The Tailor of Panama: Profoundly disappointing. When someone pitches you a film directed by John Boorman, based on a novel by John le Carre, starring Pierce Brosnan, Geoffrey Rush, Jamie Lee Curtis and Daniel Radcliffe, you bank on the project paying off. Only after the credits roll (in Comic Sans) and the introductory scenes stumble offstage do you check the back of the case again. Then you remember that this isn’t just the John Boorman who directed Deliverance and Excalibur; this is also that John Boorman who directed Zardoz and Exorcist II. And John le Carre (The Spy Who Came In From The Cold; Tinker Tailor Soldier Spy) is also John le Carre (Simple and Simple; The Honourable Schoolboy). And this film was released in 2001, a year before anyone could picture Daniel Radcliffe as Harry Potter. Sorry to mislead you; kind of a dick move on my part.
After several false starts, The Tailor of Panama positions itself as a dark comedy. Harry Pendel (Rush), Savile Row tailor to the most important bankers, gangsters and politicians in Panama City, has a bit of financial trouble due to some real estate speculation. Into his shop strolls Andy Osnard (Brosnan), an MI-6 operator who wants Pendel to pass along any gossip he hears when attending his clients. And he’s willing to pay. The only problem: Osnard doesn’t care how reliable Pendel’s intelligence is, since he’s paying for it with MI-6 money and skimming off the top. And Pendel doesn’t have any intelligence to sell, except for the BS he’s been spinning for the last ten years. It’s one of those perfect storms of corruption, where everyone’s equally willing to pass lies up the chain and money down it.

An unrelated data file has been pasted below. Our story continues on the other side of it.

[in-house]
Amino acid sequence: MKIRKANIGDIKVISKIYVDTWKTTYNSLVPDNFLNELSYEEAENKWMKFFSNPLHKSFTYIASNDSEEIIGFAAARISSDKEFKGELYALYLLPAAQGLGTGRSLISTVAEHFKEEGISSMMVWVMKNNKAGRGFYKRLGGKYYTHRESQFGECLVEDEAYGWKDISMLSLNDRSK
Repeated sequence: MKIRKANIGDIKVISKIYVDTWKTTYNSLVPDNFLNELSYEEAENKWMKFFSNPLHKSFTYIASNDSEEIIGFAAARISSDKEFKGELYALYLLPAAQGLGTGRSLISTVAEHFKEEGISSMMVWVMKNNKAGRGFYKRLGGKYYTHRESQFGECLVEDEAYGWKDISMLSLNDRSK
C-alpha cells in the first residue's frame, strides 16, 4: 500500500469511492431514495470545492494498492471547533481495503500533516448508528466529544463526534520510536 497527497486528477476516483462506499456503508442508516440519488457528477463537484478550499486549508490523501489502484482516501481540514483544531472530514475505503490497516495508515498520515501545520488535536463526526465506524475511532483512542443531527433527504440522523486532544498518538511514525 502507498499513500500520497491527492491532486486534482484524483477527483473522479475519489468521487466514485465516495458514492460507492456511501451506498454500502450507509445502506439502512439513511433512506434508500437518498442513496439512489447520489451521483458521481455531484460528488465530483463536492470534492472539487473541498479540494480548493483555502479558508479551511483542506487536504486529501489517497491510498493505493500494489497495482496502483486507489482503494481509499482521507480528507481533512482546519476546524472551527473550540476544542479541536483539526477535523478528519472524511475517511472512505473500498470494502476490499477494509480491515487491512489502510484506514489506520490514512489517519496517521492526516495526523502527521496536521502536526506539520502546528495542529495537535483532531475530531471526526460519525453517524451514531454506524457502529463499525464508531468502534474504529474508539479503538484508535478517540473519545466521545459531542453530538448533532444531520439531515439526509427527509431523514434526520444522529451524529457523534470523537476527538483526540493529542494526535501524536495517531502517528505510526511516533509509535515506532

The problem: aside from a few clever scenes, the movie doesn’t work as a comedy. It lacks the zany pacing of screwball and the deadpan of satire. Characters are sincere when they should be silly. Rush and Brosnan are too dignified to clown like they should, though they later got over this problem (see Pirates of the Caribbean and The Matador, respectively). And Boorman tries to pass of Brendan Gleeson as a native Panamanian, which is just insulting.
The Tailor of Panama‘s not without redeeming moments. The tipping point of BS, when Pendel intimates to Osnard that the President might have secret plans for the Panama Canal, takes place on a vibrating bed in a whorehouse; sadly, it goes on either thirty seconds too long, or sixty seconds too short, to be truly funny. Catherine McCormack manages the blend of confidence, humor and sensuality that she’s been working for two decades, but that she can do in her sleep. And character actor Dylan Baker’s act three cameo as General Dusenbaker very nearly saves the whole show. Unfortunately, these flourishes can’t save the overall production. It feels like a grand dream built on promises that ring hollow upon closer examination – rather appropriate for Panama, but not good cinema.